Re: Ending the Overington

From: David Hopwood (
Date: Tue Jul 09 2002 - 21:42:33 EDT


Michael Everson wrote:
> At 07:52 +0100 2002-07-09, William Overington wrote:
> >Courtyard codes and codes for chromatic fonts, in my opinion, fall within
> >the definition of character in Annex B of that document.

The definition of character in that document needs to include all characters
from existing charsets (or at the very least, all ISO-standardised ones).
Therefore, it has to include even characters that it would be a *really*
bad idea to use for their originally intended purpose, such as U+009F

To expect the *definition* of a character (in context, meaning encoded
characters) to give detailed criteria for which types of characters should
or should not be included in a new standard, is just silly. An analogy would
be expecting the *definition* of "car" to exclude rust-buckets and cars with
leaking fuel tanks.

> Well, you are wrong. You can't just define anything you want to be a
> control character.

You can, actually (PUA characters can be used as controls, whether or not
they are formally defined as such, or you can define your own CCS).
Just don't expect anyone else to use it.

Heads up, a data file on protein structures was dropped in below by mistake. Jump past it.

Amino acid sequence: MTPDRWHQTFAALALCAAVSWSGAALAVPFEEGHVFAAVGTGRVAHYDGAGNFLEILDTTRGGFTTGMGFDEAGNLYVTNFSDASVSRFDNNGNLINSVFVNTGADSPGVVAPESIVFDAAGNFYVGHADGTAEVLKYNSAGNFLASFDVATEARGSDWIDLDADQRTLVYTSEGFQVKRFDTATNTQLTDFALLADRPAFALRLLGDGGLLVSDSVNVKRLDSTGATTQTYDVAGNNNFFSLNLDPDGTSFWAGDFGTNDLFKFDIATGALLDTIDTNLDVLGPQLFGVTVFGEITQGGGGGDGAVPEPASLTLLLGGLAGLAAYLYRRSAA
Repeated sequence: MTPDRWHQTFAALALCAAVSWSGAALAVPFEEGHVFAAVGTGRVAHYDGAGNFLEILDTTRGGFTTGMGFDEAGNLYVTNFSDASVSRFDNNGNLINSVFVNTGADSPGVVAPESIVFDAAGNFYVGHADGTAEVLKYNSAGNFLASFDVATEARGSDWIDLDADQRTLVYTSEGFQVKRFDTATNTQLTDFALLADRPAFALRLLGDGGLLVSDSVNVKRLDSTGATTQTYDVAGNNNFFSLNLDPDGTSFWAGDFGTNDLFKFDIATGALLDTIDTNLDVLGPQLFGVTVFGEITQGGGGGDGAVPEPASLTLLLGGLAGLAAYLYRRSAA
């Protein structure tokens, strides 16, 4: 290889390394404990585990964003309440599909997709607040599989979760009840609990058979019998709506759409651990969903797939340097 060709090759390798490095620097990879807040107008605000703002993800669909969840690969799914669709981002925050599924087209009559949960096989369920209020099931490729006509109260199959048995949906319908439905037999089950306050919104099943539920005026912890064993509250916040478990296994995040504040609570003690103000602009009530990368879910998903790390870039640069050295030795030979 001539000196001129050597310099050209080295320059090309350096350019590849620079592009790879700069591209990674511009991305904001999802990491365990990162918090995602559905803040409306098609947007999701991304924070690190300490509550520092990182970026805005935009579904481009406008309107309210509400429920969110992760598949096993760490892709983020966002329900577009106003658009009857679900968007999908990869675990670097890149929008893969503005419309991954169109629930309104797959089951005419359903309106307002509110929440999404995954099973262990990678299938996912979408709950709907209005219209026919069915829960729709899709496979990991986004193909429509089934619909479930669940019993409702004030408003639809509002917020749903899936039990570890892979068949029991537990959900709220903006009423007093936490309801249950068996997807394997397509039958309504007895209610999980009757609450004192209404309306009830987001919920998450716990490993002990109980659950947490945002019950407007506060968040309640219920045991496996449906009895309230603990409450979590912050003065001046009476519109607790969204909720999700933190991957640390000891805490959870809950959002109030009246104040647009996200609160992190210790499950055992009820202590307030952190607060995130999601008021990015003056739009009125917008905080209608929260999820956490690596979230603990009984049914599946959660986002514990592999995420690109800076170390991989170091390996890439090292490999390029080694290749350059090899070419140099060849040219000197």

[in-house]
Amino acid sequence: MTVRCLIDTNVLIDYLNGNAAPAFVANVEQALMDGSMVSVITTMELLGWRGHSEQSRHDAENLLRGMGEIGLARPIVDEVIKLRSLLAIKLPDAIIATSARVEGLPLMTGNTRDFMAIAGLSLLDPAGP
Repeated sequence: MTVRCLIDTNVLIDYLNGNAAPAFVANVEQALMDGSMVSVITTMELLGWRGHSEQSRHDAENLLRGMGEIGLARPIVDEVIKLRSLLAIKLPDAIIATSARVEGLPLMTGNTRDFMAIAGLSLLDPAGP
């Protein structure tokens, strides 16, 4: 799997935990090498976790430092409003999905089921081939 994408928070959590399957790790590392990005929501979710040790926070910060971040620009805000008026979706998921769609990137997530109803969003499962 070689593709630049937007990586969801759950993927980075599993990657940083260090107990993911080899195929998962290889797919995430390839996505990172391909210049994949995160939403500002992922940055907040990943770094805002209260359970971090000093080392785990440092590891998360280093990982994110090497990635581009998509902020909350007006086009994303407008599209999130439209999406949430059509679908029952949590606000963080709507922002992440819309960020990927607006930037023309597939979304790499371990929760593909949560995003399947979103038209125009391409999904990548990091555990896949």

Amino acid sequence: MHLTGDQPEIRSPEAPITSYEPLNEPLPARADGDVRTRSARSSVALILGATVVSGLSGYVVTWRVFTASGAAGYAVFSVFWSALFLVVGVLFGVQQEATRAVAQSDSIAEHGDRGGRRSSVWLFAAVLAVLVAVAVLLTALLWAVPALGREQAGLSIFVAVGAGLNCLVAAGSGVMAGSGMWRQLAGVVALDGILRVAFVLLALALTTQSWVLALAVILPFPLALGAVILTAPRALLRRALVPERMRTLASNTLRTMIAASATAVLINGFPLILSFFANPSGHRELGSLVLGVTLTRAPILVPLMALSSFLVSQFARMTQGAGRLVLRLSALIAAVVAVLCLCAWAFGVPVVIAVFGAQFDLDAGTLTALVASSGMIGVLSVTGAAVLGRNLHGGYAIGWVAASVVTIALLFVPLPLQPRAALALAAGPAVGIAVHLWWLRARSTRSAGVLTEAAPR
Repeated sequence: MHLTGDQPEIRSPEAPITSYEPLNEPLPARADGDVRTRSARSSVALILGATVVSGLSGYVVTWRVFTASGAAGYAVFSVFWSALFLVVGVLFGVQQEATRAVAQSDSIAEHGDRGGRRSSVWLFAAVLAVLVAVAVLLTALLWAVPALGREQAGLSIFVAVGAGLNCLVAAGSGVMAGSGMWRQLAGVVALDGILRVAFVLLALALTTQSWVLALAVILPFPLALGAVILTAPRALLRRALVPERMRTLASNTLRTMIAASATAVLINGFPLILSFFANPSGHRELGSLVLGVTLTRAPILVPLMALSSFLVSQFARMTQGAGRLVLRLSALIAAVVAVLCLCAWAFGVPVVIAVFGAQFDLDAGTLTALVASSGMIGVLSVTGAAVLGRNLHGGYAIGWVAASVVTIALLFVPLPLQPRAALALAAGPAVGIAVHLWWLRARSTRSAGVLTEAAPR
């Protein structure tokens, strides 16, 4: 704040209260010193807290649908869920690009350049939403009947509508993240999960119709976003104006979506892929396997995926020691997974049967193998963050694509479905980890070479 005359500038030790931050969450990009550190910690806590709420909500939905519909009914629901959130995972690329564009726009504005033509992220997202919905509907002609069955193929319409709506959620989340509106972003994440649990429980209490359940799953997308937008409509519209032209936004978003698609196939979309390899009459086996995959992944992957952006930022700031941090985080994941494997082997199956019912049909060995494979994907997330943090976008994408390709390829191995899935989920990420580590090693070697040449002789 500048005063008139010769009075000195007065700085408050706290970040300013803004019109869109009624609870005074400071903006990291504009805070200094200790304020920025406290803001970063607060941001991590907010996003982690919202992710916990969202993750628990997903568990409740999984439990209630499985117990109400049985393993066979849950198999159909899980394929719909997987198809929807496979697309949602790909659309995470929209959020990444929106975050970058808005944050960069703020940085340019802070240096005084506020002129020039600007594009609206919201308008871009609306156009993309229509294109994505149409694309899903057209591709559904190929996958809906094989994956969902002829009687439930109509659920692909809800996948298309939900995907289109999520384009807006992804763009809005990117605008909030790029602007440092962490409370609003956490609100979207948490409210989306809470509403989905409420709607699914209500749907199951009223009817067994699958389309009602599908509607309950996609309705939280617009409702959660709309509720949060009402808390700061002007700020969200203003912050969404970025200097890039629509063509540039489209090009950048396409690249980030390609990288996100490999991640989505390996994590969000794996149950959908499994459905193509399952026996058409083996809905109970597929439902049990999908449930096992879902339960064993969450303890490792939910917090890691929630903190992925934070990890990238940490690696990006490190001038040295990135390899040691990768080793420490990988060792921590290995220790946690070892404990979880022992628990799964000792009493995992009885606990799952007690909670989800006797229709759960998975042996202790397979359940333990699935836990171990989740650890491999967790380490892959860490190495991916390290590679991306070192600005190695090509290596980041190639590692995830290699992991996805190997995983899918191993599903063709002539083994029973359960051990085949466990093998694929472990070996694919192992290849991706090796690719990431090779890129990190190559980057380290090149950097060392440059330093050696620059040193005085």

> >people just keep saying that markup exists, as if the very existence
> >of XML in some way precludes single code point colour codes and
> >single code point formatting codes and so on.
> Yes, that is right. That is entirely right.

No it isn't. Duplicating functionality between character encoding and markup
is just a Bad Thing (usually). It is certainly not excluded a priori - as
demonstrated by the interlinear annotation markers, stateful BiDi controls,
and plane 14 language tags.

I see that no-one in this thread has even attempted to explain why
duplication of functionality across layers is a bad idea, or to discuss
what alternative models would have been possible besides "plain text" +
{HTML,SGML,XML,TeX}-style markup languages. I'll try to do that in another

- --
David Hopwood <>

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